Where a jury awarded a contractor approximately $19 million for delay and impact costs caused by actions of the project owner (including breach of contract), the judgment was reversed on appeal. Also, an award of $10.5 Million attorneys fees was granted to the Owner as Prevailing Party.
Following a three-month trial, a jury awarded a contractor judgment of approximately $19 million for breach of contract by the Port of Houston. These damages represented the contractor’s increased costs of switching from its proposed frozen wall cutoff design due to the Owner having rejected its shop drawing submittal. The basis for the award was stated by the jury as “delay and hindrance” to the contractor’s work by the Port. Although the contract contained a very tough no-damages-for-delay clause, the trial court declined to enforce it. This was because the court determined, as a matter of law, the Port could not enforce it to preclude delay or hindrance damages resulting from any action by the Port that constituted arbitrary or capricious conduct, active interference, bad faith, or fraud. On appeal, the judgment was reversed on the basis that the exceptions to a no-damages-for-delay clause should not have been applied. Port of Houston v. Zachry Construction, 377 S.W. 841 (Tex. 2012).
The appellate court acknowledged that courts in many other jurisdictions give only a “restrained approval” of such provisions because of their harshness, but the court concluded that where a contract in Texas clearly contemplates that the clause will be applied to deny damages regardless of what the Owner might have done, the clause will be enforced. As stated by the court,
“However, the parties are free to negotiate and agree upon the conditions under which (1) the contractor will recover damages for delay, and (2) another remedy is available to the contractor for any such delay. In June 2004, Zachry unambiguously agreed that it would perform the contract without the benefit of delay damages, even if the delay was caused by the Port’s breach of contract, negligence, or other fault. Zachry faced significant delays; delays it alleged—and the jury agreed—were caused by the Port’s breach of contract. In November 2005, Zachry proceeded with construction “in the wet,” knowing the contract afforded no damages for delay. We cannot rewrite the provision without depriving the Port of the benefit of the bargain the parties reached in June 2004.”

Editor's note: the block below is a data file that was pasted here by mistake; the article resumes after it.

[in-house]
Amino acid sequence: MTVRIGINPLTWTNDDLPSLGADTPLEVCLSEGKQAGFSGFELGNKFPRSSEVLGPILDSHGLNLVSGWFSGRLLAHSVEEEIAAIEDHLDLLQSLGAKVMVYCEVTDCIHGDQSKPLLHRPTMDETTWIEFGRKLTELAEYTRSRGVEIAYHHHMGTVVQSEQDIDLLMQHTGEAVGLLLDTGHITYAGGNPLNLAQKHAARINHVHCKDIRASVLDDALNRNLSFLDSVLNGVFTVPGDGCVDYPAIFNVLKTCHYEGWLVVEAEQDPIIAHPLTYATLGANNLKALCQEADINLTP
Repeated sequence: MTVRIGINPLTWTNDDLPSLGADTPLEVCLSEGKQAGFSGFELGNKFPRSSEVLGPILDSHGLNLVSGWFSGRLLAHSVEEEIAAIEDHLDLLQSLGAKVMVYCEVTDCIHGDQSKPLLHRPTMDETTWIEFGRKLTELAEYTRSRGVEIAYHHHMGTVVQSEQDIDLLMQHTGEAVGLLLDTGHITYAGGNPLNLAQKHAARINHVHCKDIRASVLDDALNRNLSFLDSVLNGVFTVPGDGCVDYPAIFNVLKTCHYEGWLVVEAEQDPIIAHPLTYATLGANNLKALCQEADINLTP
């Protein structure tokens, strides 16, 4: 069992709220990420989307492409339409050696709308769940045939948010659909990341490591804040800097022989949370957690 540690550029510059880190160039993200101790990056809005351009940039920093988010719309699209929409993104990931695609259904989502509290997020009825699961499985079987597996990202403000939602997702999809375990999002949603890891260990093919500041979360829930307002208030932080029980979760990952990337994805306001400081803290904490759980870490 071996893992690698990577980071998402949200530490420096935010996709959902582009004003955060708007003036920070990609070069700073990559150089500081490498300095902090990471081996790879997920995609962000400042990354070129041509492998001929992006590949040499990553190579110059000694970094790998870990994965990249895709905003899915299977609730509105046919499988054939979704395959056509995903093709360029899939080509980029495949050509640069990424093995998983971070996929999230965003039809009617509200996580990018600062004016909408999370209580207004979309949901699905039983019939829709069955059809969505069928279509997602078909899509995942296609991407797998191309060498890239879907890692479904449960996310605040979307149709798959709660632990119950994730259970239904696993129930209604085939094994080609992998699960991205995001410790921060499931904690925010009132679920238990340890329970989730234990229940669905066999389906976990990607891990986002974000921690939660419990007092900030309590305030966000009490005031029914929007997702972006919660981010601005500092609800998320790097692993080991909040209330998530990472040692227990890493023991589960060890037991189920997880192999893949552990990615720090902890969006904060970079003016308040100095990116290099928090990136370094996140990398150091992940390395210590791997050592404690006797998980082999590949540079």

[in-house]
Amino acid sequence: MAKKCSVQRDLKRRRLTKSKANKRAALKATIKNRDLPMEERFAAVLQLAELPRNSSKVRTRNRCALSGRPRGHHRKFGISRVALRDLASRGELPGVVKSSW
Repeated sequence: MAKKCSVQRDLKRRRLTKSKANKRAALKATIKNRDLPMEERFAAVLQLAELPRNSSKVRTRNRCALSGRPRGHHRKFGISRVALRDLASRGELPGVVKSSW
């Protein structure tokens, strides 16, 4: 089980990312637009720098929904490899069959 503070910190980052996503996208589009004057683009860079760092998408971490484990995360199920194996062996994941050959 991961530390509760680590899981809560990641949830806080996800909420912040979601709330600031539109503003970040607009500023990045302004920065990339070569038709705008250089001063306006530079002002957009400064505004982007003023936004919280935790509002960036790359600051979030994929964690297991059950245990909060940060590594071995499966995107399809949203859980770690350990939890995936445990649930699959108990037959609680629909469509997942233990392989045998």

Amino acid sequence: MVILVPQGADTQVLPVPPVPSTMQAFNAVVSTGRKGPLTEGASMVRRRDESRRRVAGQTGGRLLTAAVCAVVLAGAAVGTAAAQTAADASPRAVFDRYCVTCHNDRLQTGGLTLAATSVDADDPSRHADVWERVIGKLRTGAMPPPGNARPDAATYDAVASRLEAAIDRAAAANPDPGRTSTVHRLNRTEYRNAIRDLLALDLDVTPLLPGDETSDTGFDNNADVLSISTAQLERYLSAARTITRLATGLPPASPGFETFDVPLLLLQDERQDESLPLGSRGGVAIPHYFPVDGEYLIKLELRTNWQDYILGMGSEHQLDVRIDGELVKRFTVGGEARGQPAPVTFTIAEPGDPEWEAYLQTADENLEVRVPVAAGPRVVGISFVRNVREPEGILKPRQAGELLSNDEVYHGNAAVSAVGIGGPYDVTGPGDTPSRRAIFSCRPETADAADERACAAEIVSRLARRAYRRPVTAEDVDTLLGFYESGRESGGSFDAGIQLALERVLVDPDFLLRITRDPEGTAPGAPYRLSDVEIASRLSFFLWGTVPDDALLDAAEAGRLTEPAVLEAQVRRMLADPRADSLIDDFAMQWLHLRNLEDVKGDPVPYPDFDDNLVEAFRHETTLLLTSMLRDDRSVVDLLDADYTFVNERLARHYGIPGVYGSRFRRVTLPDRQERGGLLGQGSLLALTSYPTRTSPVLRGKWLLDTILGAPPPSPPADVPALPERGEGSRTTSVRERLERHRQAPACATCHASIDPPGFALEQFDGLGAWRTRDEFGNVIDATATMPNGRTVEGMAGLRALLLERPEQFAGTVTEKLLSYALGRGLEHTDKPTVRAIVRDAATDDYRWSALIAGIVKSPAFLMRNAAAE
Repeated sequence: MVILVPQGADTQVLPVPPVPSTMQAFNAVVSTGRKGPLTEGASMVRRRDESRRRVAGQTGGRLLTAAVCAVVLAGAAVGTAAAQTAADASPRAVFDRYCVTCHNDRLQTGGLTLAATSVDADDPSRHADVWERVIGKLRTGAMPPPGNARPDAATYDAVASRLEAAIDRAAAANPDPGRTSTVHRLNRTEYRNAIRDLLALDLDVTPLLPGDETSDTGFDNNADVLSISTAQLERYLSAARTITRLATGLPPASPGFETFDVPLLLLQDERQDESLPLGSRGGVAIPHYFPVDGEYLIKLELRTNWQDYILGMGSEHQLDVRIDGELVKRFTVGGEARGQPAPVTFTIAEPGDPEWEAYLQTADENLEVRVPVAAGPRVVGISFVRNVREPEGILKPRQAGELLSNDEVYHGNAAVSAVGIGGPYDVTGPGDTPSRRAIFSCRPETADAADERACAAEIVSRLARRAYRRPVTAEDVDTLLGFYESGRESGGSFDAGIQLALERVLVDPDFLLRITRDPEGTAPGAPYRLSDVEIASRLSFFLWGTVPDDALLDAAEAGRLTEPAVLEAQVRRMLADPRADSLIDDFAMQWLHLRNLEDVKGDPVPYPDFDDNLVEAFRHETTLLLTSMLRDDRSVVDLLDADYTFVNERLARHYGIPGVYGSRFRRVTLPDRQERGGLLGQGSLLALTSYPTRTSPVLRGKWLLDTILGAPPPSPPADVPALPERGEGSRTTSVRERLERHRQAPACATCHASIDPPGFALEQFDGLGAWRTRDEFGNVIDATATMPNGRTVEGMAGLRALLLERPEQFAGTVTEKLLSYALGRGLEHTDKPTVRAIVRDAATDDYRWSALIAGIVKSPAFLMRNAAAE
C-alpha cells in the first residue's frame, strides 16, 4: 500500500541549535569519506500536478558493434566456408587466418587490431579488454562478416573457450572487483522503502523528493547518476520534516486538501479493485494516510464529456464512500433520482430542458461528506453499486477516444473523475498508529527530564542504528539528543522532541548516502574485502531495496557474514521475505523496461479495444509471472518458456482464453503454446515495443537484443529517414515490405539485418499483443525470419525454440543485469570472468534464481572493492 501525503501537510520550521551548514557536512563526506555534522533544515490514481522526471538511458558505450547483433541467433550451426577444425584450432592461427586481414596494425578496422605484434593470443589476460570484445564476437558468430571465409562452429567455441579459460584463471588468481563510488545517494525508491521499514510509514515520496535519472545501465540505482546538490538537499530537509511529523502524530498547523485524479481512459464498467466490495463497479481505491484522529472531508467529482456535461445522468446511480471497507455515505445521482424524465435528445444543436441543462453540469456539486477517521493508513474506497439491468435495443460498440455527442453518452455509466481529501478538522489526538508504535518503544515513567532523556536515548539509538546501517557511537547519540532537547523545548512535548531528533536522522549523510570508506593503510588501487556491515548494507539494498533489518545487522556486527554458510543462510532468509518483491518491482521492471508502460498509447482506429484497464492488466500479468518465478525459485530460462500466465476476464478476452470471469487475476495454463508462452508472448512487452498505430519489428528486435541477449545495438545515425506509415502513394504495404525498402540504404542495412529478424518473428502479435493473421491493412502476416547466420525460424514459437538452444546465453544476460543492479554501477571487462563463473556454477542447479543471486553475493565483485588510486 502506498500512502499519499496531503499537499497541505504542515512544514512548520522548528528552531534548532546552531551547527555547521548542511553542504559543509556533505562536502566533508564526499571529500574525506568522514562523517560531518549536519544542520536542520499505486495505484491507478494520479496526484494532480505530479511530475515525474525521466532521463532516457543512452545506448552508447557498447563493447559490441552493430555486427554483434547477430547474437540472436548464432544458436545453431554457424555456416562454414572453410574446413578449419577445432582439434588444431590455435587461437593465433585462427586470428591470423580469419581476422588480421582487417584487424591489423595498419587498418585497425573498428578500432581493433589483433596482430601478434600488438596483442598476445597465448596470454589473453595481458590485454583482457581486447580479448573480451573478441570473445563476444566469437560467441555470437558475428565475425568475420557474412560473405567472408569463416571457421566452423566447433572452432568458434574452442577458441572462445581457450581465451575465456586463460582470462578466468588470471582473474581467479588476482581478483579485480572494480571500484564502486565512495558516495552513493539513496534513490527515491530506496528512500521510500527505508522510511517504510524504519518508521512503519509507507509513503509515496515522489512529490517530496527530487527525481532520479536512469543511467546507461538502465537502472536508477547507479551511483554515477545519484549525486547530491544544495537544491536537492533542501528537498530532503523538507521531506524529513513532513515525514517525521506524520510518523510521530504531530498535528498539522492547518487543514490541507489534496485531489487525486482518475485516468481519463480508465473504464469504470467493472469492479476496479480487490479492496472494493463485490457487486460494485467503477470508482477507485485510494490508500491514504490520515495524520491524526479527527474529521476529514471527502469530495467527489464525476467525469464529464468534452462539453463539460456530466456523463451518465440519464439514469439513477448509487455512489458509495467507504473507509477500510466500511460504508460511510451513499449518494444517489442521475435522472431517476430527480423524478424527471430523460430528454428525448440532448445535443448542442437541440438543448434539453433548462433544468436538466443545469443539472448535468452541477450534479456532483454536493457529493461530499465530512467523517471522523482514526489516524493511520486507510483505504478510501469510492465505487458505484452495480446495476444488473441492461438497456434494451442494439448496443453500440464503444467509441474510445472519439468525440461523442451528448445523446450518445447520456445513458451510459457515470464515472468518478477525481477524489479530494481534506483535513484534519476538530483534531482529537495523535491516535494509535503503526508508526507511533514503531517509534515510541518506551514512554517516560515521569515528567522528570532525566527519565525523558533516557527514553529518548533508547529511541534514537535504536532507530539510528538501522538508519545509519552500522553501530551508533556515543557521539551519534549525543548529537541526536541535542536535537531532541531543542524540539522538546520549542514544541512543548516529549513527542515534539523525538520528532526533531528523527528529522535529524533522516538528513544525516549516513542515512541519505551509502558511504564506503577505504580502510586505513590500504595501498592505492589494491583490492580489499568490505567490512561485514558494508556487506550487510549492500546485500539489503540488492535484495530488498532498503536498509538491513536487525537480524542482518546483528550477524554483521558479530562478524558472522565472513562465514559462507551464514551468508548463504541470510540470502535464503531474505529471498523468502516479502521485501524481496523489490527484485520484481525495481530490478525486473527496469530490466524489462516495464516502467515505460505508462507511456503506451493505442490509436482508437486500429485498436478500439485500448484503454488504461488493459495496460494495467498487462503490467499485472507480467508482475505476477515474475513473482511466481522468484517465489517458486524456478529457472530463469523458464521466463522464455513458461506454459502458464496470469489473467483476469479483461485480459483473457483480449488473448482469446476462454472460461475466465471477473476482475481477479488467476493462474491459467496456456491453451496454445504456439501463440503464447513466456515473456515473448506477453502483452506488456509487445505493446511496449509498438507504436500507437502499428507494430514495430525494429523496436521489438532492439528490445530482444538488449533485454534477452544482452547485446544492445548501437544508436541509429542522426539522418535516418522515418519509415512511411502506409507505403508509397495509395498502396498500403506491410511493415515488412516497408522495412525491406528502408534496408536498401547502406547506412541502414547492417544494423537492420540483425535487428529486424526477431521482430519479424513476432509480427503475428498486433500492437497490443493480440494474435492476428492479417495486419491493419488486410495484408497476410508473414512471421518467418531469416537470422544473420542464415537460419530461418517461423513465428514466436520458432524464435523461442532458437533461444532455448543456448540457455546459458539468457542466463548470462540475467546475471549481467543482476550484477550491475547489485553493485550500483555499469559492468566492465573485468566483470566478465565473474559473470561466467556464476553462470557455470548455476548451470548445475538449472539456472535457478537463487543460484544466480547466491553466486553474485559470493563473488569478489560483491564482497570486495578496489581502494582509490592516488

The contract clause in question provided:
“The Contractor shall receive no financial compensation for delay or hindrance of the Work. In no event shall the Port Authority be liable to the Contractor or any Subcontractor or Supplier, any other person or any surety for or any employee or agent of any of them, for any damages arising out of or associated with any delay or hindrance to the Work, regardless of the source of the delay or hindrance, including events of Force Majeure, AND EVEN IF SUCH DELAY OR HINDRANCE RESULTS FROM, ARISES OUT OF OR IS DUE, IN WHOLE OR IN PART, TO THE NEGLIGENCE, BREACH OF CONTRACT OR OTHER FAULT OF THE PORT AUTHORITY. The Contractor’s sole remedy in any such case shall be an extension of time.”